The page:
Monday, March 17, 2014

Stack vs. Heap

To truly understand the stack and heap. It is helpful to fully look at the entirety of the memory allocation for any given process. And since there are several good sources for this information, in this article I hope to simply address the basics and summarize what others have previously explained.

Where in Memory is the Stack and Heap?
For a given process, a block of addresses are virtually assigned by the operating system for the stack, heap, data, and text of the code.

Per our diagram here is a summary of what each memory segment does:

  1. Text/Code: This is total instructions for running a process and does not change during the runtime. This is where your compiled code resides in memory (traditionally, this would be the assembly code as it was written for the application). It does contain the code for the functions, but is not where memory is stored for the runtime of the function. This segment will not change in size during the runtime of the process.
  2. Data/Global/Static: “Data” can be a confusing term for this segment since both the stack and the heap do contain in-memory data. However, this segment is specifically reserved for data that will be maintained for the lifetime of the process. In many programing languages this is known as global or static data. It should be noted that the primitive values, structs and object pointers are stored in this segment, but the dynamic data for an object is still stored in the heap (more on this later).
  3. Stack: This contains a series of stack frames. Each stack frame contains addresses for a function’s return value, arguments, local variables, and back-pointers to the previous function code.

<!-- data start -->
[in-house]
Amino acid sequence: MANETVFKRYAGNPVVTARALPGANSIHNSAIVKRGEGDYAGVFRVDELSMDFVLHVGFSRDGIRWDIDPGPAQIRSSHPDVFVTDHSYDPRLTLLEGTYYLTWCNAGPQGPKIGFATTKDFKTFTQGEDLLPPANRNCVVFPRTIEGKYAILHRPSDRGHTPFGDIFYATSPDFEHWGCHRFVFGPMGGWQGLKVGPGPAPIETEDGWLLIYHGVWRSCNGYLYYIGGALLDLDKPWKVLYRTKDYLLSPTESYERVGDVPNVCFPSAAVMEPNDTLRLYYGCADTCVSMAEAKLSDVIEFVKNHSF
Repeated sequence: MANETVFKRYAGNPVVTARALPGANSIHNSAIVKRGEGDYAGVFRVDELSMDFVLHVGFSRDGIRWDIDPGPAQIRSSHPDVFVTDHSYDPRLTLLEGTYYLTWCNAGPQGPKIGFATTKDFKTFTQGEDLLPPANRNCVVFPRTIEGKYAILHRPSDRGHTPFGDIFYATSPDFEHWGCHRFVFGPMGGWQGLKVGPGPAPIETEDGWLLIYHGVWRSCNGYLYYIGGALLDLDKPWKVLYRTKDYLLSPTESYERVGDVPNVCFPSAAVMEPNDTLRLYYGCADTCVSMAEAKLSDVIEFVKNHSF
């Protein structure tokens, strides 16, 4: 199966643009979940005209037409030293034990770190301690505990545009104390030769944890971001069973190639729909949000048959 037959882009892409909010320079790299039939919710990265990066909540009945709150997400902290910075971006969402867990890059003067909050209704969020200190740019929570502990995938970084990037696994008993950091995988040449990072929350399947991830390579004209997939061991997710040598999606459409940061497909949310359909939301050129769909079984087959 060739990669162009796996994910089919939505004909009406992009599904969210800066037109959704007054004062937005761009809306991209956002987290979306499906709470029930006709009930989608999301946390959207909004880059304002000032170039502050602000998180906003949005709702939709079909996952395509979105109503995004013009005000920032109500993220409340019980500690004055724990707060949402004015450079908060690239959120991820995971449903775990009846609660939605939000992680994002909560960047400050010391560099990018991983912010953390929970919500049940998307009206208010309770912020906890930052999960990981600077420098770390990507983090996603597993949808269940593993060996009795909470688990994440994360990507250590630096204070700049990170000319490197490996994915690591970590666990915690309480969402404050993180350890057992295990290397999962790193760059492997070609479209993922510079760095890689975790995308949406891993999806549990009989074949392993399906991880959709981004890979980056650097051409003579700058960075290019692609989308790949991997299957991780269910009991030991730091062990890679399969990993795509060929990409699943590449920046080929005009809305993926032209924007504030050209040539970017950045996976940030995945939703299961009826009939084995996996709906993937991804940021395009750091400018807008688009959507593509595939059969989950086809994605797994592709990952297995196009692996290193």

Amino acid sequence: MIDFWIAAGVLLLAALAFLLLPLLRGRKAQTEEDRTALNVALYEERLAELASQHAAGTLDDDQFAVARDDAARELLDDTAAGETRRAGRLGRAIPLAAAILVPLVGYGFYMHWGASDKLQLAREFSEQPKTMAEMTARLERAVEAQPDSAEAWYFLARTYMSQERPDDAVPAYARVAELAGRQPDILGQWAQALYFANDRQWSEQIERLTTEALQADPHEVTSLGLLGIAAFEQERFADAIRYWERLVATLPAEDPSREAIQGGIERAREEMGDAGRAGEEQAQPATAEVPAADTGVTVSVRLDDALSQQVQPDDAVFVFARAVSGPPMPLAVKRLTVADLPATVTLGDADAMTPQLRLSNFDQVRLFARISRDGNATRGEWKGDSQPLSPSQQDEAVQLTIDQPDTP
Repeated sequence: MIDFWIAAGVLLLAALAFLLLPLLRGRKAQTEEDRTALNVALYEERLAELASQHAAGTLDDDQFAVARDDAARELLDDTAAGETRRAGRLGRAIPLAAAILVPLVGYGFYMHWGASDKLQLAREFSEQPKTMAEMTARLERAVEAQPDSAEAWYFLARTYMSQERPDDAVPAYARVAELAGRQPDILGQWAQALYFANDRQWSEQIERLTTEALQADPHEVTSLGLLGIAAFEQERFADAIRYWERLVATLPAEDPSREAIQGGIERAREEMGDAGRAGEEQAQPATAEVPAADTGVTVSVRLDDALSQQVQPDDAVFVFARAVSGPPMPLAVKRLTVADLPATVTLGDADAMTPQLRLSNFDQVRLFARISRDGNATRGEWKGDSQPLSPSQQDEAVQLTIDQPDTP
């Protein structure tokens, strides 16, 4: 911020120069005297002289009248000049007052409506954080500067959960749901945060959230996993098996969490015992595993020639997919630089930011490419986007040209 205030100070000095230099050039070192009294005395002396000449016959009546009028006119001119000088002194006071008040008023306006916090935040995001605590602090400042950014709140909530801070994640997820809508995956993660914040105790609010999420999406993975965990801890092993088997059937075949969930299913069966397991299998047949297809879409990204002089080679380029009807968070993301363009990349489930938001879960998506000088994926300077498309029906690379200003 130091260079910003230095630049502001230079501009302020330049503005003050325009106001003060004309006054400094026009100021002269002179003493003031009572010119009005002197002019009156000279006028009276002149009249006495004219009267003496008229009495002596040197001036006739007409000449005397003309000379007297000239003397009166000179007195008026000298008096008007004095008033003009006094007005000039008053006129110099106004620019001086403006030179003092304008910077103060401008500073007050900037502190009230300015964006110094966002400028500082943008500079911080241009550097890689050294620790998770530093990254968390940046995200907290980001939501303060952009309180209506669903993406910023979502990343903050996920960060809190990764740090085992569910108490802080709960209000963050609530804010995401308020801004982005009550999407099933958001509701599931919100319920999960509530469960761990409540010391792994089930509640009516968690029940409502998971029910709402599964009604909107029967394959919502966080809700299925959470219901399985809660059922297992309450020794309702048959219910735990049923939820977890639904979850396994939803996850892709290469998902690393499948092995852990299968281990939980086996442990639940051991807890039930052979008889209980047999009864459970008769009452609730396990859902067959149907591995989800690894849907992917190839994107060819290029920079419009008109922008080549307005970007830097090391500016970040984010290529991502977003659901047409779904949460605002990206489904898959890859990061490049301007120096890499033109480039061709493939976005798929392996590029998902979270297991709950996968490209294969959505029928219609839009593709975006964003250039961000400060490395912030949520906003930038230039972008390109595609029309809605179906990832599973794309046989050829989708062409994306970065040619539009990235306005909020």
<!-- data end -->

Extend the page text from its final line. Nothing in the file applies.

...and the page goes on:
4. Heap: All object values that are referenced in the static and stack memory.

Ultimately, what is the difference between the Stack and the Heap?
I believe two fundamental statements should help clarify this:
  1. Primitive types (int, long, double, bool, etc) and structs (Guid, Size, Rectangle, etc) are stored directly on the stack.
  2. Object types are on the heap, but a variable’s (meaning the variable within the scope of the calling function) memory address pointing to a location on the heap is still on the stack.

public bool Foo(string a, Employee b, long c)
    int e = 2;
    Manager f = GetManager(a);

    return f.YearsWithCompany + e > c - b.YearsWithCompany; // Return value
* Note: Green is the stack. Blue is the heap.

This is a little over simplified, since a, b, and f are stored on the stack as variable addresses that point to their corresponding values stored on the heap. However, both c and e are values stored directly on the stack. Also, it should be noted that even though YearsWithCompany is an int (primitive) value it is still stored in the heap since it is value of the Manager and Employee objects.


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